Frequently Asked Questions
We tried to answer the most common goat milk questions here...if you have a different one however, feel free to drop us an email!
- I'm allergic to cow milk . Can I drink goat milk?
Goat milk contains only trace amounts of the protein in cow milk to which many people are allergic - alpha s-1 casein. If you are sensitive to this protein, goat milk may be well tolerated. It also has a predominance of short and medium chain fatty acids (vs. the long-chain fatty acids, predominant in cow milk). Dr. Sherilyn Renya of Washington State stated, "it takes less than 20 minutes to digest goat milk and cow milk can take almost a full 24-hour day to be digested". In addition, goat milk has 13% less lactose than cow milk. Most people who are allergic to cow milk tend not to be allergic to goat milk.
- I'm sensitive to lactose. Does goat milk have lactose in it?
Yes. All natural mammalian milks, contain lactose (milk sugar). However, many people diagnosed as lactose intolerant are able to tolerate goat milk. It has been suggested that the reason for this lies in its superior digestibility. Quickly passing through the digestive tract, goat milk leaves less undigested residue behind in the colon to ferment and cause the unpleasant symptoms of lactose intolerance. Goat milk also has a natural buffering quality to it, making it an excellent choice for those with ulcers and/or sensitive or weak digestive systems.
- Is goat milk good for digestive problems?
Goat milk is a wholesome food, with the added advantage of being more easily digested. As a result, it often agrees with sensitive or weak digestive systems. Goat's milk is naturally - as opposed to mechanically - homogenized, which means the fat globules are small, and remain suspended in the milk. This helps in digestion and absorption. Many people that have digestive problems have found that goat milk has a natural anti-inflammatory component.
- How is goat milk different from cow milk nutritionally?
Compared to cow milk, goat milk contains 13% more calcium, 25% more vitamin B6, and 47% more vitamin A. It is also higher in chloride, copper, and manganese. Studies done at the USDA and Prairie View A&M University, link goat's milk to an increased ability to metabolize iron and copper, especially amongst individuals with digestion and absorption limitations.
- Does PKK Goat Milk contain antibiotics, preservatives or bovine growth hormones?
Absolutely not! Milk produced by PKK is free of antibiotics, growth hormones are not administered and we do not use preservatives.
- Is your milk organic?
We are not "certified organic"... however, as stated above, the milk produced by PKK is free of antibiotics, pesticides, preservatives and Bovine Growth Hormones. In addition, we feed no corn or soy and only non-GMO grains that we mix ourselves, sprouted grains and non-GMO fermented alfalfa. Doing feed this way costs us quite a bit more in feed than feeding a traditional grain mix, but we feel like the trade for our family, our girls and our customers is worth it. We also use no chemical fertilizers on our pastures. We use a holistic approach to parasite control and medications. In the rare instance that an animal can't be helped by holistic remedies, the animal is quarantined until she is well and then her milk isn't added back into the milk supply until well after the prescribed "witholding" time for the medication used. The "Certified Organic" label is something we will probably never seek. The sole reason being, that once an animal has been treated with an antibiotic, her milk can never be called "organic" again. We try holistic first, but we simply will not withhold treatment that may save a life. Nor can we afford to maintain two separate herds of "organic" and "non-organic" animals. However, we do follow organic procedures on the farm.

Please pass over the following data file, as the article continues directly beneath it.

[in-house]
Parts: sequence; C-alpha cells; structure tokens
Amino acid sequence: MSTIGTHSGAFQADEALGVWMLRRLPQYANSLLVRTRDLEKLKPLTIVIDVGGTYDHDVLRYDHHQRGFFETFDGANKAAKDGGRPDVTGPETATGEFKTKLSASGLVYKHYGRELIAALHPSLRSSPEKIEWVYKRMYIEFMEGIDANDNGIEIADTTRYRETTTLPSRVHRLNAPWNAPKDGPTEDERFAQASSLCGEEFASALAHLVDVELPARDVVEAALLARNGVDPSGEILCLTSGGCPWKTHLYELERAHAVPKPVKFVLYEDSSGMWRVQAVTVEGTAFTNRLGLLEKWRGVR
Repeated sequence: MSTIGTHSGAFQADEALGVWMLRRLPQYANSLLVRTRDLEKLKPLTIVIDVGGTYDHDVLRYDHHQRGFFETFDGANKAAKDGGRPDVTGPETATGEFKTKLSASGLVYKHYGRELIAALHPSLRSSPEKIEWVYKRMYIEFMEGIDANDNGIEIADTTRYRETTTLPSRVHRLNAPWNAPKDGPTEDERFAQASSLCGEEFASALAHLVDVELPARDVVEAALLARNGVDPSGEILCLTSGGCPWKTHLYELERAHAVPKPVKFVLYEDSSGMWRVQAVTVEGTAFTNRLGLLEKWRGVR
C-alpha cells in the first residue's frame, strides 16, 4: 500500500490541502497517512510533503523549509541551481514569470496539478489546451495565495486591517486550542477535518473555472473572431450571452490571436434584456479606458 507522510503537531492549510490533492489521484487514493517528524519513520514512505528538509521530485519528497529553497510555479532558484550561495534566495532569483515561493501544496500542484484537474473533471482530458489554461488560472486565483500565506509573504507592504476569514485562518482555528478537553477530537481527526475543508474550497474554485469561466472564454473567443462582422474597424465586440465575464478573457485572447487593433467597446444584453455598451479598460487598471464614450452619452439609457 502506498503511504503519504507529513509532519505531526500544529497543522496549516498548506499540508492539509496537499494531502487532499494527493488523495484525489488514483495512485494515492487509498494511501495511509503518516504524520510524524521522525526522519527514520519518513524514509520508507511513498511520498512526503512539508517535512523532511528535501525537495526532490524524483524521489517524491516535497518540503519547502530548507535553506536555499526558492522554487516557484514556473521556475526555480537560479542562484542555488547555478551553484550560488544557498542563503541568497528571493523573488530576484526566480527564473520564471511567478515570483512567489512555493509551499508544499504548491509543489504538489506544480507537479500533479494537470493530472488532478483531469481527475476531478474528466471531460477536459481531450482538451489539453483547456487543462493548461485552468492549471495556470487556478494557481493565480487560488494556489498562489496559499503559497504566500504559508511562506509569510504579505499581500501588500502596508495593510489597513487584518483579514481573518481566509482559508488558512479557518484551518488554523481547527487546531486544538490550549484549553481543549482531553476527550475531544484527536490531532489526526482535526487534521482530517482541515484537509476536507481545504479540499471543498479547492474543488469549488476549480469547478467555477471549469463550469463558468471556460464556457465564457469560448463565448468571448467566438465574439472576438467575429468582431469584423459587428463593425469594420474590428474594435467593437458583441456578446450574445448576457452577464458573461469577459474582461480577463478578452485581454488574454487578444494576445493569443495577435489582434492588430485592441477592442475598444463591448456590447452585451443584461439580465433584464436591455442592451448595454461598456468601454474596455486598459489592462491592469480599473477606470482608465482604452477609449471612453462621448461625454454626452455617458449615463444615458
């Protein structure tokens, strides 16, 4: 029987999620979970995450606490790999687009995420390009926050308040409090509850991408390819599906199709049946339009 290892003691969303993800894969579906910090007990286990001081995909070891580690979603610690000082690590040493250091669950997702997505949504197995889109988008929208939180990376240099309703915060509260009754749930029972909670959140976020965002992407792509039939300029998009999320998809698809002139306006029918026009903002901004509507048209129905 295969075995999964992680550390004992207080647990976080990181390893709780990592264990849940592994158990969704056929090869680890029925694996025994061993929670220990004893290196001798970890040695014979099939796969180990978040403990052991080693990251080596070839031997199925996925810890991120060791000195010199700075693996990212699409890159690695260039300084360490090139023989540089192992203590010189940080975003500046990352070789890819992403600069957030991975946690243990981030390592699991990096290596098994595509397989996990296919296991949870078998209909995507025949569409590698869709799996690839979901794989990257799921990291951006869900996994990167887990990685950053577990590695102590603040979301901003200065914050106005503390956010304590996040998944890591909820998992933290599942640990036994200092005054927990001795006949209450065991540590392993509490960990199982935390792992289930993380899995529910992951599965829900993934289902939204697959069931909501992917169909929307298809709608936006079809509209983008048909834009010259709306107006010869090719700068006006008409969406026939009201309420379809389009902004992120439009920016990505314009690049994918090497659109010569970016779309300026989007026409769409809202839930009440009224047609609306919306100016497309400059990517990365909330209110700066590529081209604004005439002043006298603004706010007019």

- Are your goats grass fed?
We are getting this question more frequently so decided to add it to our FAQs. However, an explanation of why and how we feed our goats has no short answer. Much has been made of the term "grass fed" in recent years. We agree that grass fed is a good thing! For grazing animals, particularly those intended for meat. Those animals pretty much have nothing to do but eat and grow. No demands beyond that are placed on their systems. In addition, the systems of grazing animals are much different than that of the dairy goat (we are not discussing dairy cattle here as those are grazers as well and not our area of expertise). Without understanding the digestive system of the goat you can't accurately understand why we do supplement our girls with grain on the milkstand. Goats are ruminants just like cattle and sheep. Unlike cattle and sheep however, who are "grazers" and able to more completely digest the grasses in the pastures, goats are "browsers". Meaning that they much prefer the brush, leaves and tops of grasses (ie the seed heads). They are more like deer in that respect than they are the other two ruminants. Our girls are pastured and not confined to a small lot. Their pasture consists of grasses and browse that is never chemically fertilized. In a natural situation, this would be enough for them, even with the demands of raising their kids. However, as much as we want to keep them as naturally as possible, the fact remains that milking them 305 days a year is not natural to them. In an ideal situation, a doe would kid in the Spring when all the browse is just starting to grow and at its most nutritious. She would nurse her kids for approximately 3-4 months. The demand on her body is great at that time, but she has all that Spring growth to support her. With dairy goats, we still have our does kid in Spring and they still go through the first 3-4 months of that milking "peak" but instead of allowing the does to dry off, we continue to milk them causing the demand on their bodies to continue longer that it normally would. Because of that we have to provide the extra calories that will maintain their body condition. To do otherwise would not be in the best interest of our animals. They simply cannot eat enough to get the calories their bodies need from grass and legume grasses and hays. That's where the grains come in. On the milkstand twice daily our girls receive a dairy ration mix that we mix personally to supplement what they get on pasture.